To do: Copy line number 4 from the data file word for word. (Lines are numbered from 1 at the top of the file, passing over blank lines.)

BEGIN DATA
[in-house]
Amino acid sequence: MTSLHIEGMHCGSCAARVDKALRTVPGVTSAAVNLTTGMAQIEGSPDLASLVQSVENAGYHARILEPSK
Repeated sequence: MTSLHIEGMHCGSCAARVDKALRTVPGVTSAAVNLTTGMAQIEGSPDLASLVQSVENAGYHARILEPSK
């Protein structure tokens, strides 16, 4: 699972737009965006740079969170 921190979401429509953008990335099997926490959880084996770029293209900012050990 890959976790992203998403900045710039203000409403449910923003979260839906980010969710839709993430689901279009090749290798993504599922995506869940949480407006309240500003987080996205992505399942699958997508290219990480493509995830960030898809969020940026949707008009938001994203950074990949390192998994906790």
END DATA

């Protein structure tokens, strides 16, 4: 699972737009965006740079969170 921190979401429509953008990335099997926490959880084996770029293209900012050990 890959976790992203998403900045710039203000409403449910923003979260839906980010969710839709993430689901279009090749290798993504599922995506869940949480407006309240500003987080996205992505399942699958997508290219990480493509995830960030898809969020940026949707008009938001994203950074990949390192998994906790």